HPE HPE Fresenius Kabi handbook - Page 4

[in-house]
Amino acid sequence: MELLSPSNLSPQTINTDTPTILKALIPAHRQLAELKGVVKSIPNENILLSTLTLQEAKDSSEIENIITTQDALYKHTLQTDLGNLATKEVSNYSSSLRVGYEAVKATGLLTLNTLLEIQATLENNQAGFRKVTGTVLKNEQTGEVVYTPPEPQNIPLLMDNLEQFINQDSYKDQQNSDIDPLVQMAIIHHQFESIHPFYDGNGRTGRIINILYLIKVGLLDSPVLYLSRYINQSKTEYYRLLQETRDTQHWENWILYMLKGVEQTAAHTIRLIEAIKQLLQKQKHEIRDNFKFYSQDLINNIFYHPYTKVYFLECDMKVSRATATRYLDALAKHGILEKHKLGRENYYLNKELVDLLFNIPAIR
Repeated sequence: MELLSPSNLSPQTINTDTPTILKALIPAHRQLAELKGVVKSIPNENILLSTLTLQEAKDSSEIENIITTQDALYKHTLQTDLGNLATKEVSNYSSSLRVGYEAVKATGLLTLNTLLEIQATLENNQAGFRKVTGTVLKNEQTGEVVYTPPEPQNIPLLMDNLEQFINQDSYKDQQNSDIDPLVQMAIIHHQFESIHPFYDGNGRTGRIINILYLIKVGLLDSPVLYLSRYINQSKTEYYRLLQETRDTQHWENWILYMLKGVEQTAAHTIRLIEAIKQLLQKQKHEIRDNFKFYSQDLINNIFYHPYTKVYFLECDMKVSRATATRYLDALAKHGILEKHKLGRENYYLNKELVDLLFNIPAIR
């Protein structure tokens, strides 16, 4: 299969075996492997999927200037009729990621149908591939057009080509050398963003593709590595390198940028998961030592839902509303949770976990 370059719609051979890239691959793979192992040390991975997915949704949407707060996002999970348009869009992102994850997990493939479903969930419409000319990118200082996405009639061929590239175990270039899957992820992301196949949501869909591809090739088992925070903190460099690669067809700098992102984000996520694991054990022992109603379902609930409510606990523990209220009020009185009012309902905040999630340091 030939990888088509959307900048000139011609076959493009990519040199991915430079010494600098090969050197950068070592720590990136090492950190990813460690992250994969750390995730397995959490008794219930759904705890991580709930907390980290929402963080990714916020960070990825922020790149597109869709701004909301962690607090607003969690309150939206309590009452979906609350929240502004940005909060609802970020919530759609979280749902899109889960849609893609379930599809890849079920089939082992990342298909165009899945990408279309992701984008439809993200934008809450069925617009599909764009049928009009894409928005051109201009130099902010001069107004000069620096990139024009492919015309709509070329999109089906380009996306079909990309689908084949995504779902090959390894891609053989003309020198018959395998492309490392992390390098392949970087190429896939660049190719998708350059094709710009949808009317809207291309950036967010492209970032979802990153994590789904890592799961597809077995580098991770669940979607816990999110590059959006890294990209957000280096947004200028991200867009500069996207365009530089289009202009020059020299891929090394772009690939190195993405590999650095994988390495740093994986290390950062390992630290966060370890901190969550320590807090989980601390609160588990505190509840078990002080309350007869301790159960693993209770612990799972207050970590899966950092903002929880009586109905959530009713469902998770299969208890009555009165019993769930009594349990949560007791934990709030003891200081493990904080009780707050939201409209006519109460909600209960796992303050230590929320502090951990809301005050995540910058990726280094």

MANUFACTURE Manufacturing biosimilars Manufacturing a biosimilar requires significant expertise to ensure that it is ‘highly similar’ to the reference (originator) biologic with no clinically meaningful differences in safety, efficacy, or immunogenicity Theodor Dingermann PhD Director, Institute of Pharmaceutical Biology, Goethe-University, Frankfurt, Germany The biosimilar must have the same amino acid sequence as the reference drug – no differences between the original and the copy are permissible Whereas generics are always exact copies of a respective reference drug, biosimilars are developed to closely resemble a well-established biopharmaceutical. This is a major difference because it is practically impossible to obtain biosimilars as exact copies of biopharmaceuticals. This is not only due to the much larger molecular weights of these molecules compared with generics but also to the fact that, unlike generic drugs, biopharmaceuticals are always produced from living cells as a result of biochemical processes. A biopharmaceutical is a mixture of molecule variants, which is complex but not arbitrary in its composition. Therefore, copying a biopharmaceutical ultimately requires copying this complex molecular mixture. Basic principles Microheterogeneity An inherent feature of all biological products is that they comprise complex molecular mixtures, the individual components of which have subtle differences to the intact biomolecule. 1 This microheterogeneity results from variants (artefacts) that are present at specific concentrations in all biopharmaceuticals. The principle of inherent microheterogeneity applies to biosimilars as well as to innovator drugs used as a copy template (reference drug); the consequence is that a biosimilar can be similar but never identical to the reference drug. However, the structural deviations of the biosimilar from its corresponding reference drug are by no means arbitrary. They must not be greater than the deviations within different batches of the reference drug. In fact, different batches of the reference products selected as reference drugs are always only similar, but never identical, to each other. Amino acid sequence The biosimilar must have the same amino acid sequence as the reference drug – no differences between the original and the copy are permissible. 2 However, it is possible that individual amino acids are modified by environmental influences including pH, temperature, pressure, etc (for example, oxidised variants of methionine, cysteine, tryptophan, tyrosine and histidine; deamidated variants of asparagine or glutamine; hydrolysed disulfide bridges). Furthermore, details of the glycosylation pattern may differ between the original and the copy as well as between different batches of the original and the copy, respectively. These variations are part of the general microheterogeneity of biopharmaceuticals and thereby also of biosimilars and of reference drugs. 4 | 2019 | hospitalpharmacyeurope.com ‘The product is the process’ This refers to the importance of a rigorously specified production process as a basis for batch-to-batch consistency, which applies to all biopharmaceuticals, including biosimilars. However, this process does not have to be identical to the process used to manufacture the batches of active substances used in the approval studies. Processes can be modified, or even redesigned, providing that the changes are first approved by the European Medicines Agency (EMA). A study carried out in 2016, 3 determined the number of changes in the manufacturing processes of 29 monoclonal antibodies. A total of 404 process modifications were found in the European public assessment reports (EPARs) of the EMA – 50 of which were for the production of the reference drug Remicade ® (inflximab). A total of 32 of these changes were serious interventions, such as a change of cell line for the production of active substances. On average, there were 1.8 changes in the production process per year and per biopharmaceutical. The approval of a process change for an originator biopharmaceutical is granted by the EMA on the basis of data that the pharmaceutical manufacturer must collect and submit to the authority. 4 These data are obtained from ‘bridging studies’. Active substance batches from the original process are compared with active substance batches from the modified process (the comparability exercise). The most important methods used are bioanalytical techniques, because they have high sensitivities in detecting potential differences. 5 Therefore, these methods are of particular importance in the context of a comparability exercise. These analyses are supplemented by preclinical tests and, if necessary from a regulatory point of view, by clinical studies. If a process change is approved, this affects all indications for which the active substance is approved. This also applies if a clinical study considered necessary within the framework of the comparability exercise was carried out in only one (sensitive) indication. This procedure is based on the principle of ‘extrapolation of the indication’, which has been used in biopharmaceuticals for years and has proven itself over time, even when major process changes had to be decided. 6 For example, the subcutaneous administration of the monoclonal HER2 antibody trastuzumab (Herceptin ® ) was also approved for neoadjuvant therapy on the basis of data from patients with metastatic disease. Another important aspect in the evaluation of a biopharmaceutical is its immunogenic potential (for